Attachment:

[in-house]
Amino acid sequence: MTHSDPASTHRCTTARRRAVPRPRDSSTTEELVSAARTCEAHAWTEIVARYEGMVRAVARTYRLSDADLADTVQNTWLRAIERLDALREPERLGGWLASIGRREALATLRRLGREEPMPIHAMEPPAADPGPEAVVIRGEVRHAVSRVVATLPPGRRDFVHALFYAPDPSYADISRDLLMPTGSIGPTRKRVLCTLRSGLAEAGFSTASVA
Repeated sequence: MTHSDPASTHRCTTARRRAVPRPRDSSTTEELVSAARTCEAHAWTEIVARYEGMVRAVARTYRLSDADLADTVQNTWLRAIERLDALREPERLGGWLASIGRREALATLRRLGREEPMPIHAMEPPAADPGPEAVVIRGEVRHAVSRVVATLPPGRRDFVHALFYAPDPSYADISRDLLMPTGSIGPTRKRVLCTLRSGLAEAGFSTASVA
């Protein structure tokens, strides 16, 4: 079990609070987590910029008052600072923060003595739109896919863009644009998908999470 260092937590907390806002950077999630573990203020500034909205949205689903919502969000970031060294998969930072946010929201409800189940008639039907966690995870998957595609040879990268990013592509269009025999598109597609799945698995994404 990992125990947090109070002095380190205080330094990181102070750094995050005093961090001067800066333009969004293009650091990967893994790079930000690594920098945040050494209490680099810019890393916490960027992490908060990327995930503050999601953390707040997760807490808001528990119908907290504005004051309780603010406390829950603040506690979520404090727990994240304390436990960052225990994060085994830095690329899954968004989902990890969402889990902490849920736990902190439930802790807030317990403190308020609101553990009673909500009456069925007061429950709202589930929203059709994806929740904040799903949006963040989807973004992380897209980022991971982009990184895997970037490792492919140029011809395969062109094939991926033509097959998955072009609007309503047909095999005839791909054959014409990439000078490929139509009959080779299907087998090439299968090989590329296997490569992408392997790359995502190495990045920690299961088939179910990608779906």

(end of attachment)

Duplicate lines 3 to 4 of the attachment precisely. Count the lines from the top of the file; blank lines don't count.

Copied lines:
Repeated sequence: MTHSDPASTHRCTTARRRAVPRPRDSSTTEELVSAARTCEAHAWTEIVARYEGMVRAVARTYRLSDADLADTVQNTWLRAIERLDALREPERLGGWLASIGRREALATLRRLGREEPMPIHAMEPPAADPGPEAVVIRGEVRHAVSRVVATLPPGRRDFVHALFYAPDPSYADISRDLLMPTGSIGPTRKRVLCTLRSGLAEAGFSTASVA
């Protein structure tokens, strides 16, 4: 079990609070987590910029008052600072923060003595739109896919863009644009998908999470 260092937590907390806002950077999630573990203020500034909205949205689903919502969000970031060294998969930072946010929201409800189940008639039907966690995870998957595609040879990268990013592509269009025999598109597609799945698995994404 990992125990947090109070002095380190205080330094990181102070750094995050005093961090001067800066333009969004293009650091990967893994790079930000690594920098945040050494209490680099810019890393916490960027992490908060990327995930503050999601953390707040997760807490808001528990119908907290504005004051309780603010406390829950603040506690979520404090727990994240304390436990960052225990994060085994830095690329899954968004989902990890969402889990902490849920736990902190439930802790807030317990403190308020609101553990009673909500009456069925007061429950709202589930929203059709994806929740904040799903949006963040989807973004992380897209980022991971982009990184895997970037490792492919140029011809395969062109094939991926033509097959998955072009609007309503047909095999005839791909054959014409990439000078490929139509009959080779299907087998090439299968090989590329296997490569992408392997790359995502190495990045920690299961088939179910990608779906």